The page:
Sunday, May 03, 2009
Verb Ballet 5/09
VERB makes quick recovery….they are back on top of their game!
Last April my headline for Verb Ballet’s dance concert read, “‘VERB good, but needs to step up their game.” I went on to say that “I consider Verb Ballets to be one of the best dance companies in the area. I have watched in pleasant joy as the company matured. Unfortunately, in the last year, I’ve seen what I consider a stagnation setting in. They haven’t upped their game.”
Little did I know that Dr. Margaret Carlson, the company’s Chief Executive Officer and the Board were looking for a solution to situation which one Board member called, “stopping the careening train by pulling the emergency cord.” In contrast to such organizations as the Ohio Ballet and Cleveland Ballet, which went belly up because of poor management, this group was on top of the issue and took swift action. From the looks of the company’s recent showing at Fusion Fest, they identified the problem and provided a solution. They replaced the artistic director, have gone out to find new male corps members, and changed the course of the company. Congrats to all who brought about this transition.
Their Fusion Fest program consisted of two acts. The first, a mélange of short pieces, included ‘VESPERS,’ a company staple, which examines the passion and the spirituality of women with faith. The piece, as choreographed by Ulysses Dove, has been restaged by Dawn Carter. It is one of the offerings that I panned last year for lacking discipline. The precision of this year’s version attests to the change of attitude and the improved focus of the company. The crisp and swift movements as six female dancers moved between two sets of chairs, sitting on, moving under, jumping astride and flowing around the seating devices, was intense and impressive.
‘ONE,’ as choreographed by one of the company’s newest additions, Michael Medcalf, the former artistic director of Cleveland Contemporary Dance Theatre, was outstanding. Medcalf and Brian Murphy, one of the area’s top male dancers, displayed strong muscularity in developing a contemporary ballet vision, to Samuel Barber’s “Adagio for Strings.” The dancers flowed as they moved together and apart to create beautiful stage pictures.
‘THE NATURE OF THINGS: BROWNIAN MOVEMENT,’ was also choreographed by Medcalf to music by J. Swinscoe and J. Ellis. Starting slow, the dancing evolved into a joyous free dance echoing the musical sound. The costumes, women in softly flowing white and aqua material, and the men, bare-chested in white leotards, helped create appealing visual allusions, which were highlighted by Trad Burns’ lighting. The choreography clearly reflected botanist Robert Brown’s theory of the random movement of tiny particles mingling in a multitude of ways. The dancers’ facial expressions displayed a joy of freedom of movement and positive attitude.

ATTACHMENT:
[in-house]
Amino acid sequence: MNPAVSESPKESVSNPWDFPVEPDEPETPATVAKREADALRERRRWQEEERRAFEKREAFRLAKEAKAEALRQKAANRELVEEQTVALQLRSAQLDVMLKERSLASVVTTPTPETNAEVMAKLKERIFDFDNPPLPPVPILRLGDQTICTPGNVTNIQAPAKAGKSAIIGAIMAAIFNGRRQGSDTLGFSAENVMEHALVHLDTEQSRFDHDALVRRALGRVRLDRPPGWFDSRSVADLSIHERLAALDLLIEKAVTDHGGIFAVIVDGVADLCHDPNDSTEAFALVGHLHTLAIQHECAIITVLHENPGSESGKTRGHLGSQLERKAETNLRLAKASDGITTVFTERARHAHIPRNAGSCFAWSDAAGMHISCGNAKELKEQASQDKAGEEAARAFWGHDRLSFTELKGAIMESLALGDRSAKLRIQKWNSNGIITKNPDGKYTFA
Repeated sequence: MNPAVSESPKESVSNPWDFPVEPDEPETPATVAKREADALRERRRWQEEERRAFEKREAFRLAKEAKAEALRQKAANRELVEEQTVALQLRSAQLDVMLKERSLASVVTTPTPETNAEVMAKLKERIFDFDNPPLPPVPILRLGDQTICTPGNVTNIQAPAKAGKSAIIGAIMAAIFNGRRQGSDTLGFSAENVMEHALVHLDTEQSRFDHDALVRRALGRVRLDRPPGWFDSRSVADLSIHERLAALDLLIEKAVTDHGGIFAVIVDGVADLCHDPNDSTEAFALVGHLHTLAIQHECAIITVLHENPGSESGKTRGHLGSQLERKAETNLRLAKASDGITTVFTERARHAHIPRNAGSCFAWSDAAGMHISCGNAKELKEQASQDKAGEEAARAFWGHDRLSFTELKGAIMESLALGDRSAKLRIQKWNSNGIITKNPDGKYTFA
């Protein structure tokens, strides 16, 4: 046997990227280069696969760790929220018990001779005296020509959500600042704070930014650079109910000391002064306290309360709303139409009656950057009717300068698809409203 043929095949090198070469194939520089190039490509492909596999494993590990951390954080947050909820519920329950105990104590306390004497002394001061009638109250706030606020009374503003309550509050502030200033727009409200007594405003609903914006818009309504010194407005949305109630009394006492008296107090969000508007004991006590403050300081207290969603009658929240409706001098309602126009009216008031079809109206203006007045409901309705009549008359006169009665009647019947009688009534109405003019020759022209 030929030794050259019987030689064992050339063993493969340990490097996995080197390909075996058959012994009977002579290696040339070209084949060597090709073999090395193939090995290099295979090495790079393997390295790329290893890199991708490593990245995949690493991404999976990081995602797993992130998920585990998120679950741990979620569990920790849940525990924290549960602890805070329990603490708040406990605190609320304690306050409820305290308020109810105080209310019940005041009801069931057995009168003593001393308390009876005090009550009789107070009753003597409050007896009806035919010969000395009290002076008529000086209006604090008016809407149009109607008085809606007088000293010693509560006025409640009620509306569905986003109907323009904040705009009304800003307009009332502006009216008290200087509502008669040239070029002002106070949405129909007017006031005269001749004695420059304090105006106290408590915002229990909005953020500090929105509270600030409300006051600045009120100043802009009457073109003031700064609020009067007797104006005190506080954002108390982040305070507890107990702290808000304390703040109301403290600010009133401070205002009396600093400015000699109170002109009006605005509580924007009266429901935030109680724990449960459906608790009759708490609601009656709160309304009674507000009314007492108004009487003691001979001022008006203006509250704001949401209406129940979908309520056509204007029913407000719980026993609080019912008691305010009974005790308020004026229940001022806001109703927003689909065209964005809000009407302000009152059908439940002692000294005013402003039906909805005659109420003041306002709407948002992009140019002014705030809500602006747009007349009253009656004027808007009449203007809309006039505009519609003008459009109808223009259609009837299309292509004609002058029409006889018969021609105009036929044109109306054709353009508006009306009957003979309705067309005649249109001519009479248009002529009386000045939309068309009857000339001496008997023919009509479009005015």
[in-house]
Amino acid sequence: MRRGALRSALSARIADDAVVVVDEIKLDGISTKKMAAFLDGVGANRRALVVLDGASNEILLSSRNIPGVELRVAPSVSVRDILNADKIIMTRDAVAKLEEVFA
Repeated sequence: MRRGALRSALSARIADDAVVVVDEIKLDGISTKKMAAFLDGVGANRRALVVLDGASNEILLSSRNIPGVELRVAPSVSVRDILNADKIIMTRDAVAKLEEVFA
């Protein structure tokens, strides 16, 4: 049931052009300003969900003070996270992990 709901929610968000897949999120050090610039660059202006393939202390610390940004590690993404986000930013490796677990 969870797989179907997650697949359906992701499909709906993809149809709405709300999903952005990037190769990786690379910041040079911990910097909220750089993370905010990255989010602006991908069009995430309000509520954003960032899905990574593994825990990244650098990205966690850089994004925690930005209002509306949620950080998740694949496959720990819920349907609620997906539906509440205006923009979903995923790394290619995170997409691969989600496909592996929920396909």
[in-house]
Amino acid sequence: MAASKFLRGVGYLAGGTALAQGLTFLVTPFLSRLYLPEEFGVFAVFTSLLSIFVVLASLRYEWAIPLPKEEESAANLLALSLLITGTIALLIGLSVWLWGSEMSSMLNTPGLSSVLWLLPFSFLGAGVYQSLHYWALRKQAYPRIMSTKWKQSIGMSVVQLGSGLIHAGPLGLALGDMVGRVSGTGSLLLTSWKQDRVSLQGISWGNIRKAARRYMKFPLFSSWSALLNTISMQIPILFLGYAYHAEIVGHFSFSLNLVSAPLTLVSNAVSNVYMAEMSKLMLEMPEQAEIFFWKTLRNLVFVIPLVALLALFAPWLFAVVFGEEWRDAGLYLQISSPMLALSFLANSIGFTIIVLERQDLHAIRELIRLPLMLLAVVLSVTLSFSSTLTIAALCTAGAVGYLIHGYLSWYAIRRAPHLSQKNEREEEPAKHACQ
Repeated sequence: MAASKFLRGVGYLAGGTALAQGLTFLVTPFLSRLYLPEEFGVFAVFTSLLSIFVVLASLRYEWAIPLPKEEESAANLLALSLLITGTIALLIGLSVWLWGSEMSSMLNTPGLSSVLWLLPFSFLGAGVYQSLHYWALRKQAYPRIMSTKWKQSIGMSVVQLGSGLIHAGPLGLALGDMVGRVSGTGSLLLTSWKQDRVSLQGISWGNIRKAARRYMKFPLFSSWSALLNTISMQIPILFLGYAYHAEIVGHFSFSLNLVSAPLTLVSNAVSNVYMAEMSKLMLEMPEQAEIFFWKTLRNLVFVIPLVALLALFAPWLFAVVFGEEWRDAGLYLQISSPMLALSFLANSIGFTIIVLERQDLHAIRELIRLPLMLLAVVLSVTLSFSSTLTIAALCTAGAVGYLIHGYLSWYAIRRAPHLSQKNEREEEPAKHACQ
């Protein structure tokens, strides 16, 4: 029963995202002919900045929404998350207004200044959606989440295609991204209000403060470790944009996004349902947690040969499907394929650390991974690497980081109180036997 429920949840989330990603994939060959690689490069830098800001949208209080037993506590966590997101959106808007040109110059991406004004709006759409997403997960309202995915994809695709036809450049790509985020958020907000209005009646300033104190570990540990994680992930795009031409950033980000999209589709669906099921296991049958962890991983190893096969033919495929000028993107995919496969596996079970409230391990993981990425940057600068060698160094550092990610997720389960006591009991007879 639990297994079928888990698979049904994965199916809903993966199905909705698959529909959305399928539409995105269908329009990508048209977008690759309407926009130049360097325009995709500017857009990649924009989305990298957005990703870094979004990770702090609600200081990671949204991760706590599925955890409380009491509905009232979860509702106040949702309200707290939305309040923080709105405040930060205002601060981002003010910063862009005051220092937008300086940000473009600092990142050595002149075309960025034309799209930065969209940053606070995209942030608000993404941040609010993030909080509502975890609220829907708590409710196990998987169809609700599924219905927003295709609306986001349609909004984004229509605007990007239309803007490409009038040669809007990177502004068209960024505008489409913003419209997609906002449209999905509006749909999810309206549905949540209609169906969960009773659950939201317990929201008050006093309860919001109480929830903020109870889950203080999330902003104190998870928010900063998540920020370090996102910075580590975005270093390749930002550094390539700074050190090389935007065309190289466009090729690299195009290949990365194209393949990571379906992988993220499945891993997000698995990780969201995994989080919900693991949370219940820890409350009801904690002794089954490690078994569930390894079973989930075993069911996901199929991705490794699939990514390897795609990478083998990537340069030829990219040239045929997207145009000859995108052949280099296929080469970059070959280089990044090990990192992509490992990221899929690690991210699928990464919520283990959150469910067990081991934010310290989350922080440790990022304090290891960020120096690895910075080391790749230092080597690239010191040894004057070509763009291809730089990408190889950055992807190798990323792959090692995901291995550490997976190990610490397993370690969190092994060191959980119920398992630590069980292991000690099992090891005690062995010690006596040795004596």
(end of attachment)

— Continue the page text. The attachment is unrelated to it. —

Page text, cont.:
The evening’s highlight was an original piece conceived by Dianne McIntyre. ‘IN THE GROOVE AND OVER THE TOP,’ is a conversation of music and dance. It combines the fine jazz offerings of a trio consisting of piano, bass and drums (Drene Ivy, Glenn Holmes and Robert Hubbard, Jr.), with vocal offerings (Mariama Whyte) and dancers (Michael Medcalf, Erin Conway Lewis, Catherine Meredith Lambert, Antwon Duncan, and Telly Fowler) to create what appeared to be an improvisational blending of sound and movement. In reality, the improvisation was finely developed and rehearsed. The results were involving and sensational. The number consisted of a series of different blendings. First just jazz music, then music and full company dance, then singing and dancing, then drum and dance, piano and dance, vocal scatting and dance, music alone, then a capella dance, and finally the blending of all elements. Wow!
Capsule judgement: Verb Ballet is back to its former level of excellence in a big way! Congrats to Margaret Carlson and the company’s visionary board who made changes when changes were needed!